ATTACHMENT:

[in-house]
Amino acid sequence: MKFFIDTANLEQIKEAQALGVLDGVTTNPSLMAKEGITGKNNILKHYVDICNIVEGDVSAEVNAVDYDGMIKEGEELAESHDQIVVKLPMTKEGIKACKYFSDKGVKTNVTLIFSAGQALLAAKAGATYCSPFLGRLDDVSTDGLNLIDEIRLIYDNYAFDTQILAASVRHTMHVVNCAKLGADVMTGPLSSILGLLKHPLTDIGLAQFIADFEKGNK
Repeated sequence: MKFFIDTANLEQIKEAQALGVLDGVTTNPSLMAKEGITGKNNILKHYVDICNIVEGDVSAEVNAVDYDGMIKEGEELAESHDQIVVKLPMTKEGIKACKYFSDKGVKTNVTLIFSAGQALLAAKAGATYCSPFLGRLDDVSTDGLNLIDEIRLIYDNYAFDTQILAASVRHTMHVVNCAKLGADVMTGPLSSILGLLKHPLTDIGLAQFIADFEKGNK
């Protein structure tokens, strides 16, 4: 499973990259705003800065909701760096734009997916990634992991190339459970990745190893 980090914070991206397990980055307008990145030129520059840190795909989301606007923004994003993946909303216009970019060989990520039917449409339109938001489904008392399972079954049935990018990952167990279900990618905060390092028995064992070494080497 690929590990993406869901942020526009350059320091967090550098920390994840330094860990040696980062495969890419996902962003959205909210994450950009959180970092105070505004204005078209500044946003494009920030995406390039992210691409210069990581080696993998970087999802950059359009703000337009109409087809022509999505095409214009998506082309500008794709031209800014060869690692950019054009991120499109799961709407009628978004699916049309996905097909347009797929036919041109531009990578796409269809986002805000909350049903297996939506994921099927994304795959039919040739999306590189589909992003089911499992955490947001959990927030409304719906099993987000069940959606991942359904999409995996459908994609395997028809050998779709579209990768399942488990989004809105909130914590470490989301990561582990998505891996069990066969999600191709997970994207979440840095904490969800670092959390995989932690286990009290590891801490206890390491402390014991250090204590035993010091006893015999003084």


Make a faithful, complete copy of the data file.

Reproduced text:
[in-house]
Amino acid sequence: MKFFIDTANLEQIKEAQALGVLDGVTTNPSLMAKEGITGKNNILKHYVDICNIVEGDVSAEVNAVDYDGMIKEGEELAESHDQIVVKLPMTKEGIKACKYFSDKGVKTNVTLIFSAGQALLAAKAGATYCSPFLGRLDDVSTDGLNLIDEIRLIYDNYAFDTQILAASVRHTMHVVNCAKLGADVMTGPLSSILGLLKHPLTDIGLAQFIADFEKGNK
Repeated sequence: MKFFIDTANLEQIKEAQALGVLDGVTTNPSLMAKEGITGKNNILKHYVDICNIVEGDVSAEVNAVDYDGMIKEGEELAESHDQIVVKLPMTKEGIKACKYFSDKGVKTNVTLIFSAGQALLAAKAGATYCSPFLGRLDDVSTDGLNLIDEIRLIYDNYAFDTQILAASVRHTMHVVNCAKLGADVMTGPLSSILGLLKHPLTDIGLAQFIADFEKGNK
């Protein structure tokens, strides 16, 4: 499973990259705003800065909701760096734009997916990634992991190339459970990745190893 980090914070991206397990980055307008990145030129520059840190795909989301606007923004994003993946909303216009970019060989990520039917449409339109938001489904008392399972079954049935990018990952167990279900990618905060390092028995064992070494080497 690929590990993406869901942020526009350059320091967090550098920390994840330094860990040696980062495969890419996902962003959205909210994450950009959180970092105070505004204005078209500044946003494009920030995406390039992210691409210069990581080696993998970087999802950059359009703000337009109409087809022509999505095409214009998506082309500008794709031209800014060869690692950019054009991120499109799961709407009628978004699916049309996905097909347009797929036919041109531009990578796409269809986002805000909350049903297996939506994921099927994304795959039919040739999306590189589909992003089911499992955490947001959990927030409304719906099993987000069940959606991942359904999409995996459908994609395997028809050998779709579209990768399942488990989004809105909130914590470490989301990561582990998505891996069990066969999600191709997970994207979440840095904490969800670092959390995989932690286990009290590891801490206890390491402390014991250090204590035993010091006893015999003084």